“Might makes right.  And they’re damned tasty.”

“So don’t tell me it’s moral or for their own good.  You kill and eat them because you like doing so.  You enjoy it.  And by teaching your children to do the same thing you continue the cycle of violence and oppression.  They have no recourse!  They have no say.  And they certainly have no escape that we do not grant them.”

“Why do you care so much about animals anyway?” one woman asked.

“Don’t all living beings deserve moral treatment?” Utaalk asked.

“Well, I say it is moral,” the hunter said.  “Kill ‘em and eat ‘em for their own good.”

After a long meeting of debate, a tired and sad Utaalk thanked everyone for coming.  The meeting adjourned and everyone left.  Utaalk looked at the signup sheet he had left by the door and saw that, out of the at least twenty attendees, three had signed up to be notified of future meetings and information.  Utaalk felt encouraged.

It’s a start, he thought.

In the coming days, in agreement with Mod and his other first few members, Utaalk decided to call his new organization the Vegans, after his planet’s star.  “Like our star, we will enlighten our world,” Utaalk said.

“I don’t understand!” Utaalk’s mother said when he came home that night.  “They’re just animals!”

“That’s the point,” Utaalk said.  “Morality isn’t selective.  We aren’t moral only those who are like us.  That’s not morality.  Morality means being moral to all living beings, because it’s about how we treat others, not whether we like or identify with them or not.  You taught me that.  You taught me to follow my conscience no matter where it led.  What would you think of me if I kept silent in the face of what I consider to be a great evil?  Would you really want me to do that, to facilitate and enable that evil?  What kind of person would that make me?  No.  It doesn’t matter if the whole World disagrees with me.  I will do what I think is right, that I might live with myself and preserve my self-respect, because I’m not worried about anyone else’s approval but my own.

“Life is opposition and conflict,” Utaalk said.  “If I lived in fear, I wouldn’t be alive.  I also wouldn’t be proud of myself, which I am.”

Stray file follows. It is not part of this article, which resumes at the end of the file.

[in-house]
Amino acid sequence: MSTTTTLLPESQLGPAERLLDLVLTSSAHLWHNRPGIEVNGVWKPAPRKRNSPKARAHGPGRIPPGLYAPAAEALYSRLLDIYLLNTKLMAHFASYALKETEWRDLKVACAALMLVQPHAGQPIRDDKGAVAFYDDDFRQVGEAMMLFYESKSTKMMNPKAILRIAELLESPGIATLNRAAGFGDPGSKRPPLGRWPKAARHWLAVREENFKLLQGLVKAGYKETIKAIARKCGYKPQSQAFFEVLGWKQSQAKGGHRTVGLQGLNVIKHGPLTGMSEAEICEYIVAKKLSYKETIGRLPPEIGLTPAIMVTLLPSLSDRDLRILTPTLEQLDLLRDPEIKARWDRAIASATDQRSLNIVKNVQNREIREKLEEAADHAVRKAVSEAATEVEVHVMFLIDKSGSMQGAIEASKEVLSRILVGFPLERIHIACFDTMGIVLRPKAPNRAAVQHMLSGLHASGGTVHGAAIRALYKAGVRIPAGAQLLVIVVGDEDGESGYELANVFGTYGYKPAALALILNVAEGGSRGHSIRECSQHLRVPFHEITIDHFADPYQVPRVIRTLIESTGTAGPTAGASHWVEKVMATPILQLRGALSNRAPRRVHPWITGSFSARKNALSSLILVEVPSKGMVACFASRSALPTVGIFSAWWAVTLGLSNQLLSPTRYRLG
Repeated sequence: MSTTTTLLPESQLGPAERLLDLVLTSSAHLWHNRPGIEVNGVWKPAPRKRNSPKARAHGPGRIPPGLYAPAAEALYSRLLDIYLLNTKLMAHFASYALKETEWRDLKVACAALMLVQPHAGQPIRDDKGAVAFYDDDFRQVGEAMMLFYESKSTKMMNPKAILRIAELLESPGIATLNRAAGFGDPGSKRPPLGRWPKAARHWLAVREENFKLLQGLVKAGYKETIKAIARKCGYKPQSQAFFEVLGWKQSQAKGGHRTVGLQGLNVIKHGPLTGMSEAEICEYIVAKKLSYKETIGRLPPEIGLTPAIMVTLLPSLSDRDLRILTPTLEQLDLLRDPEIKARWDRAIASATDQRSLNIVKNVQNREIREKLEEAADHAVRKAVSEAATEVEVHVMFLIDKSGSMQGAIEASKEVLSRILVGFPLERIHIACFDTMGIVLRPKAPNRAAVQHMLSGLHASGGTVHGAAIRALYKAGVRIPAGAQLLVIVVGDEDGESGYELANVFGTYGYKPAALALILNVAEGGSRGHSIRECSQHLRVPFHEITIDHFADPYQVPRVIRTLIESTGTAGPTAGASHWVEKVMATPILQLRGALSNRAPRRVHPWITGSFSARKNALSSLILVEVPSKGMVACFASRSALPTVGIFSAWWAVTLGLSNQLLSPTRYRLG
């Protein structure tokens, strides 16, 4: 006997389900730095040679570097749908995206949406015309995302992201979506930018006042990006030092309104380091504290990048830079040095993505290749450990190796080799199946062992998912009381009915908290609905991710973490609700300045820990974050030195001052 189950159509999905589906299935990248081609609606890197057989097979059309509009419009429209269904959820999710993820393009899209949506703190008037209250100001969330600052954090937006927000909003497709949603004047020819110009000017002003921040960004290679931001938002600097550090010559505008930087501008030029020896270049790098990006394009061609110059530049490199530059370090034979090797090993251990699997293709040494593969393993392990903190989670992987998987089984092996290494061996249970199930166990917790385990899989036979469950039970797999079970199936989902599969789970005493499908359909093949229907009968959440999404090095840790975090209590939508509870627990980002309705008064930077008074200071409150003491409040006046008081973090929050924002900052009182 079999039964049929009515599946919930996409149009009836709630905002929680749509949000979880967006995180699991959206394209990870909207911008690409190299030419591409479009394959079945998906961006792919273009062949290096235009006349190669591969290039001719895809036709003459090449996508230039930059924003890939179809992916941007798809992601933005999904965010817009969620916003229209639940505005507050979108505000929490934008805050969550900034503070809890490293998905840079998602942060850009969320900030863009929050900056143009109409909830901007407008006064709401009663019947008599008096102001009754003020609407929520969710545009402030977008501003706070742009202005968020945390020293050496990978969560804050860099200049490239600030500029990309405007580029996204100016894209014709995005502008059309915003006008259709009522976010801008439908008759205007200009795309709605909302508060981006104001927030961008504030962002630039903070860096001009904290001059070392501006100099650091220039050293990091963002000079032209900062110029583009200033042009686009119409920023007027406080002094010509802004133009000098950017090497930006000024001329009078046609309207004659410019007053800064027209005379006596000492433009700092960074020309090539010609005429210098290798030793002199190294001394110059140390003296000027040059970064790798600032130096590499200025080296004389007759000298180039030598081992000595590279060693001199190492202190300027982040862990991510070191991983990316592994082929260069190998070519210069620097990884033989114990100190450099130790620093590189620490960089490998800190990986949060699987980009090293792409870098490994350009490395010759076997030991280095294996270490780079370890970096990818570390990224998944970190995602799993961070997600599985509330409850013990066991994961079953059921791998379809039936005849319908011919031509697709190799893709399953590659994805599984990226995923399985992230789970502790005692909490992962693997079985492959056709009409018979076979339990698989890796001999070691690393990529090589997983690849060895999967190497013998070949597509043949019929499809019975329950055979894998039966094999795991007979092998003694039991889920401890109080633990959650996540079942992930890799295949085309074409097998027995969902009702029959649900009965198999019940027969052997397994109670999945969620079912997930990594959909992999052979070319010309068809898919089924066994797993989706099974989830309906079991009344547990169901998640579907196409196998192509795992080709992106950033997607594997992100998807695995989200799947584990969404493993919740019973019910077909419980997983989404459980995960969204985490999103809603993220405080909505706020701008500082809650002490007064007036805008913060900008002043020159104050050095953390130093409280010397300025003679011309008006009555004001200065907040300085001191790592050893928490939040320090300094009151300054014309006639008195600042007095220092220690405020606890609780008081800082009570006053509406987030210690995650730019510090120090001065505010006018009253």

“I just worry about you.”

“Don’t worry about me, because I’m doing what I think is right, which is more important than merely surviving.

“It doesn’t matter if humans are dumb animals, Mother.  It doesn’t matter if they know what we’re doing.  What matters is that we know.  That’s why they hide what they’re doing to the humans.  They know it’s wrong, and they know that we would too.  That’s why they lie about what they’re doing and do all they can to keep it a secret hidden behind happy talk.  If I don’t speak or act against it, I am a part of the problem.  I will not sit idle in the face of what I consider to be a great evil, no matter who doesn’t like it.  When I determine something is wrong, I stop doing it and start talking about it, Mom, even if it’s something as common and ordinary in our society as eating human beings.  Do you remember how everyone used to smoke death sticks from Coruscant?  The companies lied about them.  It’s the same with meat.  And you know me: everyone not wanting to hear about it isn’t going to stop me.”

“Yes.  My boy.”  Utaalk’s mother wiped a tear from her eye.


The meat industry, and even the local farms, at first ignored Utaalk.  Then they mocked and ridiculed his growing organization.  Then their opposition became violent.  Eventually a sizable portion of the Kanamit population ceased eating humans and began calling itself “Vegans”.

A small group within the Vegan community even began a project to “liberate” the humans, allowing them to live natural lives, to enjoy bodily integrity, to wear clothing, to receive education and develop language again.  This was controversial even within the Vegan movement, but over time the humans took possession of their own small colony.

When the human colony became sufficiently advanced, some of its members began speaking of going back to Earth.  Utaalk did not live to see what he had started, but the planetary government of Kanamit at long last funded a spaceship to take those humans interested back to Earth.  Many stayed on Kanamit, as that was the only home they had ever known, but at least now they had a choice.